Jacksonville responds to medical marijuana vote

Medical marijuana on Nov. 4 ballot

JACKSONVILLE, Fla. - Twenty states and Washington, D.C. now allow the use of medical marijuana; in a 4 to 3 vote Monday the Florida Supreme Court approved a medical marijuana ballot initiative for the Nov. 4th election.

Channel 4 got reaction from people about the vote Monday night. Everyone from the governor to the "average Joe" is weighing in on the historic decision, which even the high court was divided on Monday.

On one side are people who believe there is no reason Florida shouldn't follow the lead of other states when it comes to medicinal marijuana use. On the other side are people who think it opens a dangerous legal and medical loophole, and that the drug could easily be abused.

"It took an uprising in the early 1900s through Prohibition to make alcohol legal, and that's the same thing that's happening now with marijuana," said supporter, Richard Waters.

The stakes are high as Florida looks to become the 21st state to legalize the use of medicinal marijuana.

RELATED: Florida justices OK medical marijuana for ballot

"I'm going to vote for it. I think it's been legalized in other states, and it's definitely better than drinking alcohol and safer," said supporter Agatha O'Connell.

While some people believe it's a law that is long overdue and one that will only benefit people with debilitating diseases, State Sen. John Thrasher argues that it creates a gray area that could do more harm than good.

"I think there are going to be a lot of consequences -- unintended consequences -- for people who are prescribed this if it passes, and I think law enforcement and a lot of other folks are going to have issues when it comes to dealing with this and how it's going to be applied," said Thrasher.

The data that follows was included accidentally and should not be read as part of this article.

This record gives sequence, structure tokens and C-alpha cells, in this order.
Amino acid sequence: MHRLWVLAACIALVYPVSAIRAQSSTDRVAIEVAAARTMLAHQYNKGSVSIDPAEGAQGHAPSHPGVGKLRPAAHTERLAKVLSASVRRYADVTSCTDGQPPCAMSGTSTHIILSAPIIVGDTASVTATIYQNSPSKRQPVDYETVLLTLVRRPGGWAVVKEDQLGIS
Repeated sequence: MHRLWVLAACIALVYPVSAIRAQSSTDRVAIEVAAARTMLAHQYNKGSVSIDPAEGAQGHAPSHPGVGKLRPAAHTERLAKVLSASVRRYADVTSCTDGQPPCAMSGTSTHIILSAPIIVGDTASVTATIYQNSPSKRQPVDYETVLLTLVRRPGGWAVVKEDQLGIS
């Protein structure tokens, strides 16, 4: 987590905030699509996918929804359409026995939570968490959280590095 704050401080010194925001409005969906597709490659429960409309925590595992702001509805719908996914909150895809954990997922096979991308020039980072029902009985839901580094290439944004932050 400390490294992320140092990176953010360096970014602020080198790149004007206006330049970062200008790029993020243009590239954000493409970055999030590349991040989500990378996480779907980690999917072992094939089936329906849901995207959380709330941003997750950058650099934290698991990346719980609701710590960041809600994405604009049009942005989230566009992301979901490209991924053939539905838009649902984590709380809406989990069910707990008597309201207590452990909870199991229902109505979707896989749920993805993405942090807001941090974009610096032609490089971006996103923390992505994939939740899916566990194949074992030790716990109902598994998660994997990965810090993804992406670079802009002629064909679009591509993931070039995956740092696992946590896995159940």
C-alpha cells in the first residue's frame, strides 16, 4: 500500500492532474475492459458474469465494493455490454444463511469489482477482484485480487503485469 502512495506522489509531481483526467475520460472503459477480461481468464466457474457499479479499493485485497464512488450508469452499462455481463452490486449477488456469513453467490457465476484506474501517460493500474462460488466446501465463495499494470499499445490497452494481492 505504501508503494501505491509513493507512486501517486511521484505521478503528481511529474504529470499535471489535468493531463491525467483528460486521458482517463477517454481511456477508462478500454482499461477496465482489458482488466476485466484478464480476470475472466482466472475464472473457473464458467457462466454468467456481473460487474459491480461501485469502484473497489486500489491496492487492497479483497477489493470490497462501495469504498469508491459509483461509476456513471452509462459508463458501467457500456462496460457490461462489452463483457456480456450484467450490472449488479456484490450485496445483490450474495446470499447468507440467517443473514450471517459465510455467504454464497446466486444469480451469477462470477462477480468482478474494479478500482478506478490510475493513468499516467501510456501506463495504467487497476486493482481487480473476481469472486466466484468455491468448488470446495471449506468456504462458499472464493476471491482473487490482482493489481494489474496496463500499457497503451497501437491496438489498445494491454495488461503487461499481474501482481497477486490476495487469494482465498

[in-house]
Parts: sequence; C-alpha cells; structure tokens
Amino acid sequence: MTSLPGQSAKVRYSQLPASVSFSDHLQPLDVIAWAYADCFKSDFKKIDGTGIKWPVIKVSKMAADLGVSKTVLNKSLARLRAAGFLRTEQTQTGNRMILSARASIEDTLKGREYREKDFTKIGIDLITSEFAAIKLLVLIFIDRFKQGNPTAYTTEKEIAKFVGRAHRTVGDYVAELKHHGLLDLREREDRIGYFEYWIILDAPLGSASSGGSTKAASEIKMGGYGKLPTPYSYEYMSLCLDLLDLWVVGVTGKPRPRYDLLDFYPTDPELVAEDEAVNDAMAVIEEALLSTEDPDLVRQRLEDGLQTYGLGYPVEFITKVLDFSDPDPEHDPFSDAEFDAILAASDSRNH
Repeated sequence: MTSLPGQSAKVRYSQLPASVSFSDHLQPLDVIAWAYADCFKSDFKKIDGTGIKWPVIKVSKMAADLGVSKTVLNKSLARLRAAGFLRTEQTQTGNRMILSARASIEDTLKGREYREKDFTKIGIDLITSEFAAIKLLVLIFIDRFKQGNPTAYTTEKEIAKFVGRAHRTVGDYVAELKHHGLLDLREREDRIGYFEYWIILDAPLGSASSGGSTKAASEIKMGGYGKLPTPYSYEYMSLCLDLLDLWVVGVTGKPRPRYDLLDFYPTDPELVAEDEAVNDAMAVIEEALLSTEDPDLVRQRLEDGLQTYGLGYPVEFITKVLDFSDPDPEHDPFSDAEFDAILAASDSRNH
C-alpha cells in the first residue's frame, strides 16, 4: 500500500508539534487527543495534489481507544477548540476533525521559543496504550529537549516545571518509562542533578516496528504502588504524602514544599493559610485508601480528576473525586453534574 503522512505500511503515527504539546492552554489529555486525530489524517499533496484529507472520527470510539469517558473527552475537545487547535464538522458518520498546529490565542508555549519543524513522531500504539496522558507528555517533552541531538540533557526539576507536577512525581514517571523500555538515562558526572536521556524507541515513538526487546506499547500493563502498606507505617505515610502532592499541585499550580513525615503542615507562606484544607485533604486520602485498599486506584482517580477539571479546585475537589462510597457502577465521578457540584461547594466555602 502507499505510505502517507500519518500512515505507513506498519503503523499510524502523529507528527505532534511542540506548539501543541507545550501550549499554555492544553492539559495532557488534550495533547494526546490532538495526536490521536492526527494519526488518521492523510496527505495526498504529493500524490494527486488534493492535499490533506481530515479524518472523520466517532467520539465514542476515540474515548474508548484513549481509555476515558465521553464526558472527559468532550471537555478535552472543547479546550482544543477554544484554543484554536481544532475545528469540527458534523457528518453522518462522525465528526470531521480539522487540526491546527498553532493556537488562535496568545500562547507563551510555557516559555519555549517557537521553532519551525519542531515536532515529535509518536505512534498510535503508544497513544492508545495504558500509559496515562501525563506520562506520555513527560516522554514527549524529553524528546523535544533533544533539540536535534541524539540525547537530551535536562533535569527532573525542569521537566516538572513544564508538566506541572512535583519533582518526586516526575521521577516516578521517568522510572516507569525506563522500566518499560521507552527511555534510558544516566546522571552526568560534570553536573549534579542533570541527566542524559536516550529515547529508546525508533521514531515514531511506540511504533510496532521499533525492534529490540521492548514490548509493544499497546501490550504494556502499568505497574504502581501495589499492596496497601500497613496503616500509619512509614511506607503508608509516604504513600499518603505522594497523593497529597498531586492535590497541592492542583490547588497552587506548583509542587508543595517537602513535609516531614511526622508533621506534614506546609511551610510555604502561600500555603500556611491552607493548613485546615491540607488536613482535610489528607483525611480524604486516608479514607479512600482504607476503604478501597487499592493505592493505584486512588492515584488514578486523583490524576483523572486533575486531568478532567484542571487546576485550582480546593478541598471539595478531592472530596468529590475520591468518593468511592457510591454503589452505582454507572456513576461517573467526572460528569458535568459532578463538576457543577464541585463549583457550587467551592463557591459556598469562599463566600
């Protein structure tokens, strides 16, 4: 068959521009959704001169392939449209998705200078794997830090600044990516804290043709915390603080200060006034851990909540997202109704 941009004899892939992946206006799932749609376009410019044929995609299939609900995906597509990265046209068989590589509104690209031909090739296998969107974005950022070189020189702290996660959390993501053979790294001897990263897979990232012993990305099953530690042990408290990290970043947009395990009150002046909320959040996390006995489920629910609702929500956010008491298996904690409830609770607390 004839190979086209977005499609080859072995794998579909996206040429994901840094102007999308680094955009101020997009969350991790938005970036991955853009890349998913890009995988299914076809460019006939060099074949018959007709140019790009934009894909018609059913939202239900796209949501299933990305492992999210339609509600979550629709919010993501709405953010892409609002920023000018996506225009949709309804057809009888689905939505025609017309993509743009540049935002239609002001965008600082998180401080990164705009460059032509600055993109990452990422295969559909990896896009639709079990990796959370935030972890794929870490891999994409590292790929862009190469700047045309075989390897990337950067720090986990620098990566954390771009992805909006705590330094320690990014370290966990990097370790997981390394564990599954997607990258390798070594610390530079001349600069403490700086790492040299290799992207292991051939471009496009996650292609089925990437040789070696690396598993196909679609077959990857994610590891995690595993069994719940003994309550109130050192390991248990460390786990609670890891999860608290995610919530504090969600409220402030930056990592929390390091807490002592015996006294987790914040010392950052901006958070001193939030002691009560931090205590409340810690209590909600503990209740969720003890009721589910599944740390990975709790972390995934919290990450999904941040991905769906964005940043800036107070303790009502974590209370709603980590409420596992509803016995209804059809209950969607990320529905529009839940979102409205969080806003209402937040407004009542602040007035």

If the measure is backed by 60 percent of voters come November, Florida would become the first southern state to approve marijuana for medical use.

Gov. Rick Scott opposes the initiative, as do the Florida Medical Association and the Florida Sheriff's Association.

"Today's ruling leaves the issue of medical marijuana in the hands of Florida voters," said Attorney General Pam Bondi. "I encourage every Floridian to read the full amendment in order to understand the impact it could have on Floridians."

Former Gov. Charlie Crist countered Bondi's response Monday, saying, "This is an issue of compassion, trusting doctors and trusting the people of Florida. I will vote for it."

While the polls don't open for another nine months, many locals say they already know how they'll vote.

"I'm all for it. Medicinal marijuana should be a choice," said supporter Pam Oldham.

"I'd vote for it because people need it. Some people need it, people that can't see, glaucoma," said supporter Donte Wilson.

"I could see the good points of it but I could also see the bad choices about it, but I mean I don't really have an opinion because I don't smoke weed," said Paige Crawford, who is undecided.

The ballot measure also comes with a hefty price tag, as experts estimate the campaign could cost at least $10 million, which is on top of the nearly $4 million that's already been spent just to get it on the ballot.